Here are five things you must know for Monday, November 15:
1. -- Stocks Futures Higher Ahead of Retail-Focused Week
U.S. equity futures moved higher Monday, while Treasury bond yields eased and the dollar gave back some of last week's gains, as investors pare bets on accelerated tightening from the Federal Reserve heading into the final throes of the third quarter earnings season.
Retail will likely capture the market's focus this week with third quarter updates from Walmart (WMT) - Get Walmart Inc. Report, Home Depot (HD) - Get Home Depot, Inc. (HD) Report, Target (TGT) - Get Target Corporation Report and Macy's (M) - Get Macy's Inc Report this week, as well as what could be a key reading of October U.S. retail sales on Tuesday.
The data will cap a solid third quarter earnings season that is on pace to deliver a 41.5% increase in collective S&P 500 profits, taking them to just under $451 billion.
That's allowed investors to shrug-off the implications of last week's hotter-than-expected October inflation reading of 6.2%, the fastest since 1990, and the chances of a near-term acceleration in the Fed's tapering schedule.
Futures contracts tied to the Dow Jones Industrial Average are indicating a 130 point opening gain while those linked to the S&P 500 are priced for a 12.5 point move to the upside.
Futures tied to the tech-focused Nasdaq Composite are indicating a 35 point advance as benchmark 10-year Treasury note yields edge lower, to 1.544%, in overnight trading.
2. -- Boeing Looks For China Decision on 737 MAX
Boeing BA shares jumped higher in pre-market trading amid reports that after authorities in China are edging closer to lifting their two-and-a-half year ban on the 737 MAX.
Reuters reported the China's Civil Aviation Administration is happy with changes made to the 737 MAX's aviation control system software and display, following deadly crashes in Indonesia and Ethiopia, and has invited domestic carriers to comment before the end of the month.
Boeing China President Sherry Carbary said in September she hoped the CAAC, which grounded the jet in 2019,, would reverse that decision by the end of the year.
Boeing shares were marked 2.3% higher in pre-market trading to indicate an opening bell price of $226.05 each.
3. -- Shell Exiting The Netherlands, Dumping Dual-Class Structure
Royal Dutch Shell (RDS.A) shares jumped higher in pre-market trading after Europe's biggest oil company said it would move its corporate headquarters, as well as its main share listing, to London.
The Anglo-Dutch firm will also drop "Royal" from its name and abandon its dual corporate structure as it departs the Netherlands after more than 110 years amid a long-running dispute over taxes and climate targets. It's also hoping to assuage a call from activist investor Third Point to break the oil giant up into smaller, more efficient companies.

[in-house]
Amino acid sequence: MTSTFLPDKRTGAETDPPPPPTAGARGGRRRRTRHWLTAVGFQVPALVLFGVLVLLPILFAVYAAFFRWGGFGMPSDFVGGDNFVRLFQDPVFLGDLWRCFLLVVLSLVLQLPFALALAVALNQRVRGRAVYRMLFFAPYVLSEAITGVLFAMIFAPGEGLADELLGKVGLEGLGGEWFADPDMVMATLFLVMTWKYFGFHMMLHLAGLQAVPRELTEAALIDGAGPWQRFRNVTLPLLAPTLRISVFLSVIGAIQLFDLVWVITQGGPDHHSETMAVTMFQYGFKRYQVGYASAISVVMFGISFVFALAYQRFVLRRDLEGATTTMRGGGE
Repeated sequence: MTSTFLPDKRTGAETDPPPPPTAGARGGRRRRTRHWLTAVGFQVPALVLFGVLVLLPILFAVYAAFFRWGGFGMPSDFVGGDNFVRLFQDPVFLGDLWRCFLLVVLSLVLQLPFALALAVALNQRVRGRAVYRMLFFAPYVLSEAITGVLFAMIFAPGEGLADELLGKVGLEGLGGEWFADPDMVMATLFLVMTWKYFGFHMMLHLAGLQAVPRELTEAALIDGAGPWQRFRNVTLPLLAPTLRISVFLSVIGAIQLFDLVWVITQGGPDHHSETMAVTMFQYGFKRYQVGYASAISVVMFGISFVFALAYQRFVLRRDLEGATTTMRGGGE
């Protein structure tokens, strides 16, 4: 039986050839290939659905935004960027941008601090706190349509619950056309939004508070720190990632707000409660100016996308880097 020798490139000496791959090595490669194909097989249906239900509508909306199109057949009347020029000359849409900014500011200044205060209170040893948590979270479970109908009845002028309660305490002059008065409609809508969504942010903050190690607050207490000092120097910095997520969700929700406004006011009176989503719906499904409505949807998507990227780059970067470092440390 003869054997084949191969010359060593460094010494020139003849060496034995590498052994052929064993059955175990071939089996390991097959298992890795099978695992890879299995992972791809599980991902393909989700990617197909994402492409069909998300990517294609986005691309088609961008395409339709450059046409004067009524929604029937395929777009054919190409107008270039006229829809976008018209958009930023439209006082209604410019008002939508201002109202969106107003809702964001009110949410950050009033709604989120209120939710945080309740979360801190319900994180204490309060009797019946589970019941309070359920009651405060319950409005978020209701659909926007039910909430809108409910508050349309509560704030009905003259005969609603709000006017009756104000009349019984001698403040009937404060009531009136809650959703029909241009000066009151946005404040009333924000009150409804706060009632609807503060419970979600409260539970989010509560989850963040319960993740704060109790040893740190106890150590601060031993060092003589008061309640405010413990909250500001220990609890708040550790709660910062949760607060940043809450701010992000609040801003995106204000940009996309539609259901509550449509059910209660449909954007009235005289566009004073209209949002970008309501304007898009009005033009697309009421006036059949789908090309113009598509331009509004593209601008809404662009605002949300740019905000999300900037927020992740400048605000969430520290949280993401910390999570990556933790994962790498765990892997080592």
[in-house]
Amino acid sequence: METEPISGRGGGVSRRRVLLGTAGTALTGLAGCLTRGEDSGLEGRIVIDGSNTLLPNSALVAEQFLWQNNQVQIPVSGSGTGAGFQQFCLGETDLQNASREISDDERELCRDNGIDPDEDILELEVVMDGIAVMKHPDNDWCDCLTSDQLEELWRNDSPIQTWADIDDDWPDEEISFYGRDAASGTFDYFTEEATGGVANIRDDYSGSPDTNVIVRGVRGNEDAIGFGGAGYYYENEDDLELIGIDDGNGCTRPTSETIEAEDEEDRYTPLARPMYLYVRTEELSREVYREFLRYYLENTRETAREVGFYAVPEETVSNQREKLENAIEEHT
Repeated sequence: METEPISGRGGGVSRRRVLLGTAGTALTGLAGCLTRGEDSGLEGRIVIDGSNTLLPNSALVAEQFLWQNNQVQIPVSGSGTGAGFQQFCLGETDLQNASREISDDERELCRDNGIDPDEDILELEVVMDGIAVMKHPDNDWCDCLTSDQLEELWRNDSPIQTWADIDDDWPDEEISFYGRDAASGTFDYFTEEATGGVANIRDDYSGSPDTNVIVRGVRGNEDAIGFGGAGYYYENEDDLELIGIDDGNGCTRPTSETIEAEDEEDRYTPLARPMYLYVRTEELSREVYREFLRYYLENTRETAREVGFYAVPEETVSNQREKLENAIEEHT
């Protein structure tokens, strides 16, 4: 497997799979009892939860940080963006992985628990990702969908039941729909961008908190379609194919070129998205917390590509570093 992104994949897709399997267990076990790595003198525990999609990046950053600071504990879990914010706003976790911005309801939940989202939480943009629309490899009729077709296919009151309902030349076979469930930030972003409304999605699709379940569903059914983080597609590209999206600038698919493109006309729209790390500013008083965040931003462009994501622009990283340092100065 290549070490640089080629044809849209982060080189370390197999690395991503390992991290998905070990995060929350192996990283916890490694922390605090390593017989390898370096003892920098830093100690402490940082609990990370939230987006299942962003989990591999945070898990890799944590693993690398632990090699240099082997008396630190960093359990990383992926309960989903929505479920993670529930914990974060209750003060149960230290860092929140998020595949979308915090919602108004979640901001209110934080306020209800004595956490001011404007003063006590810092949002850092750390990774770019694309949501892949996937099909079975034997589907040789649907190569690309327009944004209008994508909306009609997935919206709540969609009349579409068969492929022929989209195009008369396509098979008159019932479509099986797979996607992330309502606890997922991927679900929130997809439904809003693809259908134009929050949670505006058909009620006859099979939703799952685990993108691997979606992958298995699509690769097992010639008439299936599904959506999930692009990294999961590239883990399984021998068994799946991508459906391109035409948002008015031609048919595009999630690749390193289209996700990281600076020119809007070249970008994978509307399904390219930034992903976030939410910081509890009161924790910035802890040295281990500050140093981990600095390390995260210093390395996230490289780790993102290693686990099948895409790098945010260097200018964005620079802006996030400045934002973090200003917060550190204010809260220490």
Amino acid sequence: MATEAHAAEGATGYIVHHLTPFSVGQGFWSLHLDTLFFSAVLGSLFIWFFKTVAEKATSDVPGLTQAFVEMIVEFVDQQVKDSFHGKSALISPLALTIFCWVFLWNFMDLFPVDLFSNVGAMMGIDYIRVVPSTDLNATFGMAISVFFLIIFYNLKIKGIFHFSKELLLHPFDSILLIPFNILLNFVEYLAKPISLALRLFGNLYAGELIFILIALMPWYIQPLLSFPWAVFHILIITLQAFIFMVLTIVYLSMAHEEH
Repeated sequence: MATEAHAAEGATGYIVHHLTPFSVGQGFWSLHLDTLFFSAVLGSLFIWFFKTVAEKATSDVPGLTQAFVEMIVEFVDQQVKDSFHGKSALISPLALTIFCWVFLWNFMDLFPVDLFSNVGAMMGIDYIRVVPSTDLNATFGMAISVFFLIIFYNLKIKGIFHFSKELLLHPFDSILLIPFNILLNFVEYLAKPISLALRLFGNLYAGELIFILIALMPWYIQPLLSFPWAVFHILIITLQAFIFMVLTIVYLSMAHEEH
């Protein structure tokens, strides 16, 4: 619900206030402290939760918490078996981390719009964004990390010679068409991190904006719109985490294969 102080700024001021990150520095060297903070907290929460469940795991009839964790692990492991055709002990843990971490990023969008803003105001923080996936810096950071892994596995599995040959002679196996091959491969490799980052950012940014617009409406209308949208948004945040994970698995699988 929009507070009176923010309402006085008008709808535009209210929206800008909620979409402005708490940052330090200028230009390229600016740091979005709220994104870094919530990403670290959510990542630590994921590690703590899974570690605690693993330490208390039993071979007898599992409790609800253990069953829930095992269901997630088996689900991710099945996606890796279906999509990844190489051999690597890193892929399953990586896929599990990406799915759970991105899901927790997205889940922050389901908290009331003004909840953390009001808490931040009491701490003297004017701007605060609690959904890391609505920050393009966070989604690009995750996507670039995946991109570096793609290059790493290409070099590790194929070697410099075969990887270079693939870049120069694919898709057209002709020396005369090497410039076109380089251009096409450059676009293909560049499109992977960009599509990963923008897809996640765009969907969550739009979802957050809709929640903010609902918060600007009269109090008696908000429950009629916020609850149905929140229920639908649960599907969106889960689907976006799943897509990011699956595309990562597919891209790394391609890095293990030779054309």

Shareholders will vote on the plans on December 10.
"The simplification is designed to strengthen Shell's competitiveness and accelerate both shareholder distributions and the delivery of its strategy to become a net-zero emissions business," Shell said in a statement.
Shell's U.S.-listed shares were marked 1.89% higher in pre-market trading to indicate an opening bell price of $45.00 each.
4. -- Musk Taunts Sanders On Tesla Share Sales
Musk, who sold nearly $7 billion worth of shares last week following Tesla's rise past the $1 trillion market cap threshold, sparred with Vermont Senator Bernie Sanders on Twitter over the weekend, saying: "Want me to sell more stock, Bernie? Just say the word" after Sanders demanded "the extremely wealthy pay their fair share" of taxes."
Musk has sold around 6.36 million shares -- just over a third of the 17 million he would need to offload to make good on a Twitter promise he made to sell 10% of his stake.
Tesla shares were marked 1.8% lower in pre-market trading to indicate an opening bell price of $1,015.00 each.
5. -- Biden and Xi To Hold Virtual Summit Later Monday
President Joe Biden and China President Xi Jinping will hold a virtual meeting later today aimed at reducing conflict between the two world superpowers.
Biden, who urged Xi to attend the meeting following the pair's first phone call earlier this fall, is expected to tell the Chinese leader to "play by the rules of the road", according to a U.S. official briefing of reporters late Sunday.
Beyond the issues of trade, climate and global competition, however, lie more pointed areas of disagreement over China's hostility towards Taiwan and its expanding nuclear weapons arsenal.
Officials have downplayed the notion of 'deliverables' from the talks, which are expected to last for several hours, but made no comment when asked if the U.S. would send delegates to the Winter Olympics in Beijing in February - an event that is expected to form the cornerstone of Xi's efforts to secure an unprecedented third term is Communist Party leader.